And yet, here I am.
Social media is all about showing the good angles of our lives, literally and figuratively. We celebrate successes and milestones with the rest of the world on a common stage, be it Instagram or Facebook or Snapchat or Twitter, double tapping our congratulations to others as we scroll along. I think I focus a lot on how other people portray their highlight reels on social media, but not as much on the fact that I do the same thing. And by posting all of the steps toward a fictional perfection online, somehow I try to hide my inevitable failures away in some real-life cavern never to be seen by anyone else.
And that isn’t to say that there haven’t been such beautiful moments mixed into this challenging season of life. There have been such sweet seconds that I’ve been treasuring and holding so close. But the failures are a lot more prominent than the successes right now. They’re like glaring chips in the paint, or scratches on a window. I’m not where I want to be in my life. Perfection doesn’t exist as a reality in my life right now. But did it ever?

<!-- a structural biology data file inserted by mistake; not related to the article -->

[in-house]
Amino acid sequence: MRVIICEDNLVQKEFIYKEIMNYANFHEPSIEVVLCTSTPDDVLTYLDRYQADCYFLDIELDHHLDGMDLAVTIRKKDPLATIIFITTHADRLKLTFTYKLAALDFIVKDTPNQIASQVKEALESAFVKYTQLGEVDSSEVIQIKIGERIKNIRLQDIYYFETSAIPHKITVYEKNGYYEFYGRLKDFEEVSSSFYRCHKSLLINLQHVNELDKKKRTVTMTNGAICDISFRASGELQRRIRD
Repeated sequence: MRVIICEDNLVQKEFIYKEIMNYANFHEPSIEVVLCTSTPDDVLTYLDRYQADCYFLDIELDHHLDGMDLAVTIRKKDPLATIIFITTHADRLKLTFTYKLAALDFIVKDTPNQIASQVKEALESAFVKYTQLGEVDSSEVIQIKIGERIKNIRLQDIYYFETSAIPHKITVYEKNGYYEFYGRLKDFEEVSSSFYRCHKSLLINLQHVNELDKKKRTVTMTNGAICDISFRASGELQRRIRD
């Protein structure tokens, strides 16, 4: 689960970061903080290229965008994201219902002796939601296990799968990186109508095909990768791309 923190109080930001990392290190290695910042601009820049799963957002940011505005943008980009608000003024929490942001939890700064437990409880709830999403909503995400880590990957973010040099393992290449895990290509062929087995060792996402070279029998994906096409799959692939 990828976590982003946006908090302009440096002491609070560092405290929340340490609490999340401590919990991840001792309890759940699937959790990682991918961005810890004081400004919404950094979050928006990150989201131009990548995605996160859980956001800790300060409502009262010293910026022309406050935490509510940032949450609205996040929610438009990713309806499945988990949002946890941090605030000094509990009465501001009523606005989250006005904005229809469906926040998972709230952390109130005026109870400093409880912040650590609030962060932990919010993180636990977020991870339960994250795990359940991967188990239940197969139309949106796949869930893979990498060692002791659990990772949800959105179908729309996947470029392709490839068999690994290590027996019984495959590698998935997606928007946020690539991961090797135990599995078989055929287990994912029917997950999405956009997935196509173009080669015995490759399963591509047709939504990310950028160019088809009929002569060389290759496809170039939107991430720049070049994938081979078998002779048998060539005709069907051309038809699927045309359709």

These failures don’t define me, but they’re shaping me. With every mistake and wrong turn I take, my path forges a bit differently, and I’m seeing things that I may not have otherwise seen in a way I couldn’t have imagined. My perspective is expanding and I’m able to notice the places where I have a deep desire to grow and improve. The more we idealize living a “perfect” life, the more we villainize failure and all the growth it can bring to us in the end. If we were to always succeed, then there wouldn’t be that fiery desire to keep pushing the envelope.